The anatomical heterogeneity is likely reflected in the complex functionality of the VTA and SNc. Yet, all studies targeting DAergic, glutamatergic, GABAergic or co-releasing neurons within the VTA or SNc have relied entirely on the use neurotransmitter-selective promoters, such as the DA transporter (Dat), Th, Vglut2 and Glutamic acid decarboxylase (Gad) promoters, for driving transgenic expressions, none of which fully represent the spatial selectivity required or the recently disclosed heterogeneity17,42,43.

In light of the recent realization of the multitude of different neuronal cell types that co-exist in the ventral midbrain, there is a compelling need for identification of gene expression patterns that represent this anatomical and functional heterogeneity. Such patterns should prove useful both for improved resolution in animal models and for clinical purposes. To this end, an unbiased microarray approach followed through by quantitative histological validation was used to analyze gene expression patterns within the VTA and SNc. Several genes that exhibited unique expression patterns within subareas of the VTA and SN were identified, including genes restricted within subpopulations of the VTA, e.g. NeuroD6, Grp and TrpV1. TrpV1-Cre transgenic mice were selected for functional optogenetics within the midbrain, while the human counterparts of the genes identified in the mouse were assessed in human brain material, including post-mortem tissue derived from PD patients.

Results

Unbiased gene-screening identifies 8 genes of interest as putative VTA or SNc markers

To compare gene expression profiles between the VTA and the SNc in the newborn mouse, the direct red fluorescence obtained from the reporter protein tdTomato (tdTom) was used to grossly outline the outer borders of the VTA and SNc which were dissected from Dat-CretdTom pups at postnatal day 3 (P3) (Fig. 1a top). Whole cell RNA was prepared and analyzed for gene expression by the GeneChip® Mouse Gene 1.0 ST Arrays; by using the entire cell material, a bias towards DA neurons was avoided which allowed composite gene expression analyses in all cell types. A total of 28270 genes were analyzed (Supplementary Table S1) and by plotting adjusted p-value over expression difference, 21 genes displayed at least log2-fold higher expression level in the VTA and 36 in the SNc (Fig. 1a and Supplementary Table S2). P-values were generally high so in order to sort the results, the top 50 genes according to p-value were chosen and thereafter sorted by log2-fold change (Fig. 1b bottom and c).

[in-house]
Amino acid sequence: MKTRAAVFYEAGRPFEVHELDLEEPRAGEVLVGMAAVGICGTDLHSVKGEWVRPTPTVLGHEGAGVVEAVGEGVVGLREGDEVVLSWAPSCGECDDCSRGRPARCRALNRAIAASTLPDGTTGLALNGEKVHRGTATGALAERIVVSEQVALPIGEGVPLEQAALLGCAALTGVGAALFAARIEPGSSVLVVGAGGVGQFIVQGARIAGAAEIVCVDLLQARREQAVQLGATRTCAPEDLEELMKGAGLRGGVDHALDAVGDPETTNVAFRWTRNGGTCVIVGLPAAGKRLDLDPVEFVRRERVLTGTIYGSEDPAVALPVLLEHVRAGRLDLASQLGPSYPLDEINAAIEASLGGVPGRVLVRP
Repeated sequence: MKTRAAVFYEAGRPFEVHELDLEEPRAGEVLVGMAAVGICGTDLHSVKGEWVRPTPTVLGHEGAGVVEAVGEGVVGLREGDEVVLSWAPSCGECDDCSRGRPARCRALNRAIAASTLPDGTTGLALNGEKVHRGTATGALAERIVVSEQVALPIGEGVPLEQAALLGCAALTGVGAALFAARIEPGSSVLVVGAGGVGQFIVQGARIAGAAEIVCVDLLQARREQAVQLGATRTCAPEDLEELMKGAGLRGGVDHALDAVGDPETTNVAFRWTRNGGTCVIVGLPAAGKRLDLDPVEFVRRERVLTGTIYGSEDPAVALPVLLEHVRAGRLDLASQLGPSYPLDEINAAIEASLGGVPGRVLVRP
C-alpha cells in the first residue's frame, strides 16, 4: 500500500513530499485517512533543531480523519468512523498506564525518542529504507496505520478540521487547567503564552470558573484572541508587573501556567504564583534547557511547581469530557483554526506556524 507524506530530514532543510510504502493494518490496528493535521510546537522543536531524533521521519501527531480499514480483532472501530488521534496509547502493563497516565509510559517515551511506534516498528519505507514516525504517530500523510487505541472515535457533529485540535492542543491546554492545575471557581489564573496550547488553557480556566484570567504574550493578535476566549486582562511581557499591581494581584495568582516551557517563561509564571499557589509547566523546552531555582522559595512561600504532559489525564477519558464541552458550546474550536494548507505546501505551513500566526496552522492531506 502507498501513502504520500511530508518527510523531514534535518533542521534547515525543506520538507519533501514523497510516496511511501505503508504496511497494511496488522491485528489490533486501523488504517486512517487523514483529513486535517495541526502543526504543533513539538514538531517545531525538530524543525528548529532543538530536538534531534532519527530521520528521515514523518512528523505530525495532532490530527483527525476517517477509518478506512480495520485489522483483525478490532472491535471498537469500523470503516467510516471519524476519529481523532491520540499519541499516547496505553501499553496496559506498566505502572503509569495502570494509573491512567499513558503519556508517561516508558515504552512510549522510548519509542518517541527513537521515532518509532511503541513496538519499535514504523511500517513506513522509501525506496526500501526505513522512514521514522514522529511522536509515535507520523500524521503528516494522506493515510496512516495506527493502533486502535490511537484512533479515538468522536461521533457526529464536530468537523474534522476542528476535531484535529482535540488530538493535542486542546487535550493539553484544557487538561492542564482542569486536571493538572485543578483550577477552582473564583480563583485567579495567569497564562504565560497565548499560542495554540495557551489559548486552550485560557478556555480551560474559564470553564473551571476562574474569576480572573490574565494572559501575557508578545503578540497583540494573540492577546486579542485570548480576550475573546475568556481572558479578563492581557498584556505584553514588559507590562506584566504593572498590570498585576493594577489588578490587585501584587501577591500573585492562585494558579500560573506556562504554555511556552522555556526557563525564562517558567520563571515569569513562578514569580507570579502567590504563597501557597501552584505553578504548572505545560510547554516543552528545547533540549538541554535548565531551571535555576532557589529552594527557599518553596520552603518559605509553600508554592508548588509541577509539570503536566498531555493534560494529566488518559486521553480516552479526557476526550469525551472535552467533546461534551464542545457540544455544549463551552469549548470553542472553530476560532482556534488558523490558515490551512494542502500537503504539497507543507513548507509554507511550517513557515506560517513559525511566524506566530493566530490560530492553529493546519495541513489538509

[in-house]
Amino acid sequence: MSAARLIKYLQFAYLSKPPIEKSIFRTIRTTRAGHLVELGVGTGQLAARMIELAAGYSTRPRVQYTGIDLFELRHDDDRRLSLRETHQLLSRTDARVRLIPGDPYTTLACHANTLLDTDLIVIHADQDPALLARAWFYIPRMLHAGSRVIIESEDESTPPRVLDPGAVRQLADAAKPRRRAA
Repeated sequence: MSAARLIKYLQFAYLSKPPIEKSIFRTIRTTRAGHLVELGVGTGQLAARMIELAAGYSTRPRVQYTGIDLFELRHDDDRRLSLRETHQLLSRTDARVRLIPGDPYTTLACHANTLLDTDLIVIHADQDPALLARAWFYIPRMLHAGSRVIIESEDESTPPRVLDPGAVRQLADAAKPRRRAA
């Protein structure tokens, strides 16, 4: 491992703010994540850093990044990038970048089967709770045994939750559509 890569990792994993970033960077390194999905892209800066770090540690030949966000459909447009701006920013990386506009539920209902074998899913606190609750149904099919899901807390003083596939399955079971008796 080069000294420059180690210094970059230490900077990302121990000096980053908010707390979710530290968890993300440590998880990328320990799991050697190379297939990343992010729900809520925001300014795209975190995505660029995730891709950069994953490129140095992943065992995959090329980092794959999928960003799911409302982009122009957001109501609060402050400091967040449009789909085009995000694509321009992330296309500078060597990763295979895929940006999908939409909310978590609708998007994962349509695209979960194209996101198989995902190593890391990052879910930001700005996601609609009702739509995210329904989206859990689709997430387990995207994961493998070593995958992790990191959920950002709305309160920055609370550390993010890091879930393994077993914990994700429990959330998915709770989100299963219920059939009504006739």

Figure 1
figure 1

Identification of candidate genes with expression patterns restricted to either VTA or SNc.

(a) Tissue obtained from P3 Dat-CretdTom mice (n = 3) was separated into VTA, SNc and RLi (top) and VTA and SNc subjected to microarray analysis. Scatterplot of genes analyzed in the microarray, plotted by expression differences and adjusted p-value (bottom). Positive values represent genes upregulated in the VTA, negative values upregulation in the SNc. (b) Overview of the 50 genes with highest adjusted p-value, sorted according to difference in expression in VTA and SNc. Genes in dark blue were used for further analysis. (c) Heatmap of genes with at least log2-fold difference between VTA and SNc (n = 3) (top) and within the individual samples (bottom). (d) Representative images of oligo in situ hybridization for different genes in the ventral midbrain of P3 C57BL/6 mice with putative borders of the Th-positive cell population (dotted lines) as guidance. Rows one to three and first three images in row four represent the caudal midbrain; last two images in row four depict more rostral levels. Row five represents overlays of candidate genes (blue) with adjacent Th slide (red) from the same mouse. Schematic illustrations were adapted from Paxinos, G. & Franklin, K. B. J.42. Abbreviations: RLi, rostral linear nucleus; SNc, substantia nigra pars compacta; VTA, ventral tegmental area.